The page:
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Richmond Coliseum's future called into question after years of operating in the red

Major concerns are surfacing over whether the Richmond Coliseum is losing too much money for the city to keep sustaining it. (Source: NBC 12) Major concerns are surfacing over whether the Richmond Coliseum is losing too much money for the city to keep sustaining it. (Source: NBC 12)
RICHMOND, VA (WWBT) -

Major concerns are surfacing over whether the Richmond Coliseum is losing too much money for the city to keep sustaining it. The arena is projected to be in the red again for this upcoming budget year 2018, with tax dollars paying about $1.5 million to keep it up and running.
 
Richmond Mayor Levar Stoney says the Coliseum is in disrepair and spending that amount of money to maintain its operation is “unacceptable.”

In its hay day, major acts like the Grateful Dead played the Coliseum, built in 1971. However, finance records obtained by NBC12 reveal the Coliseum has lost money since at least 2014, showing a “net operating loss” of $767,995 in 2014. That trend continued each consecutive year, with a projected $876,031 loss in 2018.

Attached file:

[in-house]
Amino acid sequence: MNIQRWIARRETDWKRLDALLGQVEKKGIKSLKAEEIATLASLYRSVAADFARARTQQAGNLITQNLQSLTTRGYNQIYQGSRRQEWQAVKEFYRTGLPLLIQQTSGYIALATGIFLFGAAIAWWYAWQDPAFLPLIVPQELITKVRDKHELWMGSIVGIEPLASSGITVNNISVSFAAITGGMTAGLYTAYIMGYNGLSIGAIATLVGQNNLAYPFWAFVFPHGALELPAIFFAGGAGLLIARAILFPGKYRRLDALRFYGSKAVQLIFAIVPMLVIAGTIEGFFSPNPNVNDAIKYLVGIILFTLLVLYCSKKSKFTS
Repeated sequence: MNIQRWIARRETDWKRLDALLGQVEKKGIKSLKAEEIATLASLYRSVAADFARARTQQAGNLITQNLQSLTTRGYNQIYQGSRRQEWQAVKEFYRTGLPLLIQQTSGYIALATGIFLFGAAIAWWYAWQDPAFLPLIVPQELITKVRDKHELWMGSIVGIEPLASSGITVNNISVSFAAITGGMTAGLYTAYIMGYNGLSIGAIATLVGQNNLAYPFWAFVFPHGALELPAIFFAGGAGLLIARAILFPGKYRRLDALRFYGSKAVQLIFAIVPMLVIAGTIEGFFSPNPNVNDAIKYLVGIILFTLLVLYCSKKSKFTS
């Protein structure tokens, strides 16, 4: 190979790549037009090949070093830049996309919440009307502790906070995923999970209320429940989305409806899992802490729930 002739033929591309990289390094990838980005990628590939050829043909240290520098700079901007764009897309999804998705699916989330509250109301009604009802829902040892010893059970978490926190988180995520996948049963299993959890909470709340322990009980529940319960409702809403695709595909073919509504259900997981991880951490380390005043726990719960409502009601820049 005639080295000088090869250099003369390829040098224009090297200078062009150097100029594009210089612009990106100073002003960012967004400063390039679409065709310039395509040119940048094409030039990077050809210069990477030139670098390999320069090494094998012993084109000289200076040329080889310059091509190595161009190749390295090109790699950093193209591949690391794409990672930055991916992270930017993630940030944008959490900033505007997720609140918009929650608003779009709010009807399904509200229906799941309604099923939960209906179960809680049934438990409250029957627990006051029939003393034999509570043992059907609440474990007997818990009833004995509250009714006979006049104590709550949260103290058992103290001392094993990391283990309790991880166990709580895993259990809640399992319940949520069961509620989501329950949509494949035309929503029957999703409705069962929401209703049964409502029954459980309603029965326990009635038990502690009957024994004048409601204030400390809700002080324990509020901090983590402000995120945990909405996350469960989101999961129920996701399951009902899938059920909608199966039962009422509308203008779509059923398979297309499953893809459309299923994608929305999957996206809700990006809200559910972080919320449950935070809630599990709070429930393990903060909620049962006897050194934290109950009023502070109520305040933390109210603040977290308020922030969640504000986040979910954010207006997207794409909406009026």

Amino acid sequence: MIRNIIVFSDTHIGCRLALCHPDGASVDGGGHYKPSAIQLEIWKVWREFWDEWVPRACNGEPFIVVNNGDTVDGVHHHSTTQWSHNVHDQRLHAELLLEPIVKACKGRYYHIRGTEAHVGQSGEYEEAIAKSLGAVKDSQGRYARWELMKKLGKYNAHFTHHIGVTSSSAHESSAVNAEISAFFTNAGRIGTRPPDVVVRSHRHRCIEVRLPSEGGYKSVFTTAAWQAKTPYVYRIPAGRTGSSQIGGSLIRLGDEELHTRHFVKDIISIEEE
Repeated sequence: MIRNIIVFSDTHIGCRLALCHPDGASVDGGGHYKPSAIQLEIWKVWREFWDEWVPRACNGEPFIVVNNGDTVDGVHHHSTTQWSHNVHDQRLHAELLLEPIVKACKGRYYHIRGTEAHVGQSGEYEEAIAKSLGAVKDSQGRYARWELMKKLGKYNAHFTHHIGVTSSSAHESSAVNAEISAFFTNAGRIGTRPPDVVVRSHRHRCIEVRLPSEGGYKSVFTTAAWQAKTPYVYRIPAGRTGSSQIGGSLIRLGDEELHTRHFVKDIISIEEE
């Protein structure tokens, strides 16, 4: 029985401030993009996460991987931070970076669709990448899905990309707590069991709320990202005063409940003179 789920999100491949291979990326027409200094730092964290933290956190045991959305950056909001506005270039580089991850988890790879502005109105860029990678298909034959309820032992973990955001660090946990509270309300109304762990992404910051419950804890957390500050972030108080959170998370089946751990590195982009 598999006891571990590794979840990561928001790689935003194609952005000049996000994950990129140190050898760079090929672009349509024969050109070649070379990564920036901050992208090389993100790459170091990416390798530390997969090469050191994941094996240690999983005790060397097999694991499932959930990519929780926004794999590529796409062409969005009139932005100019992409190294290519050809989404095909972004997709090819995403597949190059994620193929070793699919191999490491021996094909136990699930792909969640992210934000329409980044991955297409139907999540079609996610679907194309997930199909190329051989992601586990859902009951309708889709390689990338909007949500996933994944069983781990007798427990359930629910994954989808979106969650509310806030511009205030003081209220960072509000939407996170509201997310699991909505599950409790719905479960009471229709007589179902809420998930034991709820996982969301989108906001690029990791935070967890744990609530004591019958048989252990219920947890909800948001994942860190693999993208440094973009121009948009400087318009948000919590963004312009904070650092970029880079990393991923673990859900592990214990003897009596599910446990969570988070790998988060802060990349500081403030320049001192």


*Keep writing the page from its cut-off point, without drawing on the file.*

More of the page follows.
Richmond tax dollars make up the difference in a payment to the Coliseum's management company, SMG. Add to that an annual debt payment for renovations, and Richmonders are shelling out about a $1.5 million a year to keep the Coliseum in action. In previous years, the city has spent upwards of $1.8 million.

Richmond Mayor Levar Stoney says his administration is looking to make a change in upcoming months, writing in a statement:
 
“The Coliseum is a sub-par facility in disrepair. Spending $1.8 million a year for it is unacceptable and not sustainable. Something has got to change, and in the coming months we will focus on what that change might mean and what it might look like.”

City Council members, like Kim Gray, say the Coliseum is a sizable expense when they're straining for funds to unfreeze police and fire salaries, and repair aging school buildings. 

"It's a costly venture. A lot of these (city) venues are costing us, and we need to decide if the return is greater than what we're paying out," said Gray.
  
However, occasional big-name acts like country stars Luke Bryan and Garth Brooks, and mainstay events like arena football, can still generate restaurant and hotel traffic. This boosts economic activity and other tax revenue for the city.

"A full analysis has to be done on all of these ventures that the city undertakes," added Gray.
 
The city’s previous administration under former Mayor Dwight Jones entered into a contract with the Coliseum last year, which lasts through December of 2018.

NBC12 reached out to SMG, the management company for the Coliseum, and hasn’t yet heard back.          

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